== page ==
Being Swedish and not inviting to dinner | current news | The USA Print

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Typical Swedish meatballs to which your children's friend is not always invited.
Typical Swedish meatballs to which your children’s friend is not always invited.Maren Wischnewski (Getty Images/iStockphoto)

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Today we’re going to talk about #SwedenGate, so before you start reading, grab some popcorn (well, if you’re at a Swede’s house, don’t grab it, now you’ll understand why) and off we go.

From time to time some Nordic concept arrives in Spain that fascinates us: Swedish paternity leave, Danish hygge, Greta Thunberg… and now, a peculiarity of Swedish hospitality, although this has not fascinated us for good. It all starts with a post on the Reddit forum, the subject of which is “What’s the weirdest thing you’ve had to do in someone’s house because of their culture or religion?” Several replies to this post talk about anecdotes in Swedish houses and end up on Twitter in the form of a screenshot, they say the following:

“I stayed overnight at a friend’s house. When we woke up, she said she was going down for a bit. After 15 minutes, I went downstairs to see what was going on and saw that they were having breakfast. They see me and tell me that they are almost done and that they will be back soon. I still think about it 25 years later.”

“I remember going to my Swedish friends’ house. And while we were playing in his room, his mom yelled that dinner was ready. She told me to WAIT in her room while they ate. It was amazing.”

The tweet with these captures has been shared more than 50,000 times in less than a week, more than half of them by appointment (with a comment from the user who retweets them), and has provoked thousands of tweets from surprised Spaniards. Some Swedes have also corroborated the story or tried to provide details about this custom, such as the tweeter @Tyckmyckna, who has explained in a series of tweets that it is done “out of respect for the parents of the visiting child, who may have planned a dinner that later it would be wasted” and that, if discussed or planned first, food is offered.

And what did the Spanish say? Some have joked with the idea that the expression “playing Swedish” comes from this custom, others with the Swedish language or Ikea and others have taken the opportunity to joke about the opposite custom: that of stuffing the guests that some Mediterranean countries have. There are also those who have asked the Swedish Embassy for explanations. And we have contacted them to ask them.

We have contacted the Swedish Embassy in Spain and Chancellor Emelie Gallego-Díaz, in charge of the promotion of Sweden, Culture and communication, has answered us. She recounts by email that, indeed, “people who have grown up in Sweden in the 1970s and 1990s remember going to friends’ houses after school, for example to play, but they didn’t have lunch or dinner there. That was done at home later, upon arrival.” However, she states that “nowadays it is something strange and unusual, for obvious reasons.”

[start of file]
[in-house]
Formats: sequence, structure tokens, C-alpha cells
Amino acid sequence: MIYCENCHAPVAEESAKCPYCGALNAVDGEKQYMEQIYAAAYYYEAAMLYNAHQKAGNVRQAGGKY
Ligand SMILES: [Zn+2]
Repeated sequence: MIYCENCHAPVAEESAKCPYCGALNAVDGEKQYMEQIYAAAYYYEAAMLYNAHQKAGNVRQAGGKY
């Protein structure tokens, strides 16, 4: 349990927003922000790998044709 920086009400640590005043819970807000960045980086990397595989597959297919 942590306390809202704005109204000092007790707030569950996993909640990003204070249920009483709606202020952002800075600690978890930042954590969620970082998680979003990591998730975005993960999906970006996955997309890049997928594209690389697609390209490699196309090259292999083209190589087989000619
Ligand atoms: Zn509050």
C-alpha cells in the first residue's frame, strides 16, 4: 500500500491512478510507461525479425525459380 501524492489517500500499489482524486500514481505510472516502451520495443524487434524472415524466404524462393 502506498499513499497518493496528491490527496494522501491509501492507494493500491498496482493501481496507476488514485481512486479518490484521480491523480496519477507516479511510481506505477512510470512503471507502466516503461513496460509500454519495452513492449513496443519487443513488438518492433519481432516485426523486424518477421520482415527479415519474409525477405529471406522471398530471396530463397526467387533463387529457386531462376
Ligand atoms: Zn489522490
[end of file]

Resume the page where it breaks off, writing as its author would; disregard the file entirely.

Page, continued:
In Direct to the Palate, one of our favorite cooking pages (apart from the foodie, of course), they have also dedicated a topic to #SueciaGate and have spoken with Raquel Machín, a Spaniard who has been in Sweden for more than 10 years. She affirms that this practice continues to occur and that it was one of the things that surprised her the most when she went to the country: “If you take your child to someone’s house to play one afternoon, you have to agree beforehand if he is going to stay for lunch or no, and at the time you are going to pick it up. If you arrive late and you have told him not to eat, they do send him to the corner, ”she says. However, it also points to what the Swedish chancellor is saying: that currently, what is going on is the opposite: “There is also a tendency among the ‘moderns’ to adopt more southern ways in terms of protocol: sharing food and so on, because looks like something cool”. Also on Twitter, other Spaniards who live in Sweden affirm that the custom of not inviting people to eat is in disuse.

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I like to imagine that, just as we have become fascinated with Nordic concepts such as paternity leave or the hyggethere’s a Verne Nordic hallucinating with Mediterranean concepts such as tapas and with the idea that we all put the fork in the same plate.

By the way, we also wanted to tell you about another “Swedish thing” that we loved and of which we keep a nice memory: in 2016, Sweden enabled a telephone that, when you called, put you in contact with a random Swedish house (who had signed up to this initiative). We called, we asked them a lot of questions and even our colleague María Sánchez had to hum ABBA songs. Unfortunately, when the total duration of the calls reached a year (it’s outrageous, there were almost 200,000 calls answered), they decided to cut off the service. How can you tell that by phone they don’t have to offer you some potatoes and some olives.

We leave you more memes from #SwedenGate:

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